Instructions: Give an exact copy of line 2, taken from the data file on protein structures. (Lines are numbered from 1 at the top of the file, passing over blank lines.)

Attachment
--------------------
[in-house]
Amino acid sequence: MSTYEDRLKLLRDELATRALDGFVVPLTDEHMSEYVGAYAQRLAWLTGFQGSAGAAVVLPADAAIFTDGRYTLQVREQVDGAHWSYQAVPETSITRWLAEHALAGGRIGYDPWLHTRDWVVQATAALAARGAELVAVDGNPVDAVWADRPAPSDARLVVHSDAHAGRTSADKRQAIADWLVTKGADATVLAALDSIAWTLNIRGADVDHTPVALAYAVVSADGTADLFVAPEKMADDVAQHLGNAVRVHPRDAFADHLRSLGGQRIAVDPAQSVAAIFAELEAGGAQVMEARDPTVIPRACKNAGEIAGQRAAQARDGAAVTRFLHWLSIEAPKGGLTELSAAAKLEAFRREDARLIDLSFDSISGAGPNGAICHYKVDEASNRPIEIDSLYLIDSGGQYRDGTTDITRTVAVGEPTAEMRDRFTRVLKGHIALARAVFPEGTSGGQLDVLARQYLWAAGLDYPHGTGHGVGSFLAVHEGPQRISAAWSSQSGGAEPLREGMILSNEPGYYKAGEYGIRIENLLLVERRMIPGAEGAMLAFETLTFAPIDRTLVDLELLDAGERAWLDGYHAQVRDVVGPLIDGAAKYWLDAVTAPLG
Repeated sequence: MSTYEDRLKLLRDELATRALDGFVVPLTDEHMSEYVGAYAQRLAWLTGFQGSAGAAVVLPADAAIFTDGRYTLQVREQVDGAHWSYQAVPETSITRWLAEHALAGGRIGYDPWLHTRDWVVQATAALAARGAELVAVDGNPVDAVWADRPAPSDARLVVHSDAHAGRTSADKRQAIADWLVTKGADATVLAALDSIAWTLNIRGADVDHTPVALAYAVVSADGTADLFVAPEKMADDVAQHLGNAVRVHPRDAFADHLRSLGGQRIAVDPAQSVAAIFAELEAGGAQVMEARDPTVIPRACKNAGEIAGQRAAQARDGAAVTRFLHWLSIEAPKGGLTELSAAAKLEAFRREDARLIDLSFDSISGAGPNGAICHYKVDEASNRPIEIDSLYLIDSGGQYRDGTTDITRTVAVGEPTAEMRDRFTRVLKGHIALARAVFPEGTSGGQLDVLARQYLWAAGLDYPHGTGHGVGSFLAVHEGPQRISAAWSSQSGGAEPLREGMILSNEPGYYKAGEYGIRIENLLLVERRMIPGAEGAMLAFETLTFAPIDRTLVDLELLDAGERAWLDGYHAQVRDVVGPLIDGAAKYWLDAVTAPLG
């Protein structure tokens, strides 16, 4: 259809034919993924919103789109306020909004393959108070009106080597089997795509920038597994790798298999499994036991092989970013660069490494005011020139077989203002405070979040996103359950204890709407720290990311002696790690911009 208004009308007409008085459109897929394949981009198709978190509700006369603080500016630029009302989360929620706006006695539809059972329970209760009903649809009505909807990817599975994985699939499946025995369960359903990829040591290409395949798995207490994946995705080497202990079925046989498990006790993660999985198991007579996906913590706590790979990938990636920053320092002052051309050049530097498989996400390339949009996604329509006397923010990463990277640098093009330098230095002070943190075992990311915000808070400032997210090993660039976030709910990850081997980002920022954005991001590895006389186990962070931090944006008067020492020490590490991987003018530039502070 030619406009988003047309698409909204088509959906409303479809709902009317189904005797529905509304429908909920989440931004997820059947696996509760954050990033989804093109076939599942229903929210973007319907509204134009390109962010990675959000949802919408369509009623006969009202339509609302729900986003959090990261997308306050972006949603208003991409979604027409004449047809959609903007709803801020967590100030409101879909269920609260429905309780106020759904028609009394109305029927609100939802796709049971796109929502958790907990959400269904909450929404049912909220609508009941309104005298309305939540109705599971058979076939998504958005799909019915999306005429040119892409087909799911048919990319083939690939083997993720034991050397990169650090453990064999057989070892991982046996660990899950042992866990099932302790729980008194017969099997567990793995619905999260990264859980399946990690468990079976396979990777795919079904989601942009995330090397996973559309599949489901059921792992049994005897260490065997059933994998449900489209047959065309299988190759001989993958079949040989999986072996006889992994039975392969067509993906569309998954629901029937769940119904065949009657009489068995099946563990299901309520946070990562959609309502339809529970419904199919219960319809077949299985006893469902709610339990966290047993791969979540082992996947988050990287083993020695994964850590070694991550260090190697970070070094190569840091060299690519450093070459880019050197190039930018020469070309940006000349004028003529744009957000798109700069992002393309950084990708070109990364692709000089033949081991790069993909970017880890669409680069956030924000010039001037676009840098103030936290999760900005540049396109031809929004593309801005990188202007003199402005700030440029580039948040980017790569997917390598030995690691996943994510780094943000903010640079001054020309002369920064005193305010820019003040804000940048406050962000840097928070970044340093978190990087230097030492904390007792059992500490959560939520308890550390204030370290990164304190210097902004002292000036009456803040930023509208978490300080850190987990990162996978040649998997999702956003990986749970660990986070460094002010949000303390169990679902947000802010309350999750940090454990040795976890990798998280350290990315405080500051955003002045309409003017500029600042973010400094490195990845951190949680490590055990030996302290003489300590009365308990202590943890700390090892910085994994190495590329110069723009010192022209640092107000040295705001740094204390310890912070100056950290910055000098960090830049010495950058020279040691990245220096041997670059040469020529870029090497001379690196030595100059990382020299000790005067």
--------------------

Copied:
Amino acid sequence: MSTYEDRLKLLRDELATRALDGFVVPLTDEHMSEYVGAYAQRLAWLTGFQGSAGAAVVLPADAAIFTDGRYTLQVREQVDGAHWSYQAVPETSITRWLAEHALAGGRIGYDPWLHTRDWVVQATAALAARGAELVAVDGNPVDAVWADRPAPSDARLVVHSDAHAGRTSADKRQAIADWLVTKGADATVLAALDSIAWTLNIRGADVDHTPVALAYAVVSADGTADLFVAPEKMADDVAQHLGNAVRVHPRDAFADHLRSLGGQRIAVDPAQSVAAIFAELEAGGAQVMEARDPTVIPRACKNAGEIAGQRAAQARDGAAVTRFLHWLSIEAPKGGLTELSAAAKLEAFRREDARLIDLSFDSISGAGPNGAICHYKVDEASNRPIEIDSLYLIDSGGQYRDGTTDITRTVAVGEPTAEMRDRFTRVLKGHIALARAVFPEGTSGGQLDVLARQYLWAAGLDYPHGTGHGVGSFLAVHEGPQRISAAWSSQSGGAEPLREGMILSNEPGYYKAGEYGIRIENLLLVERRMIPGAEGAMLAFETLTFAPIDRTLVDLELLDAGERAWLDGYHAQVRDVVGPLIDGAAKYWLDAVTAPLG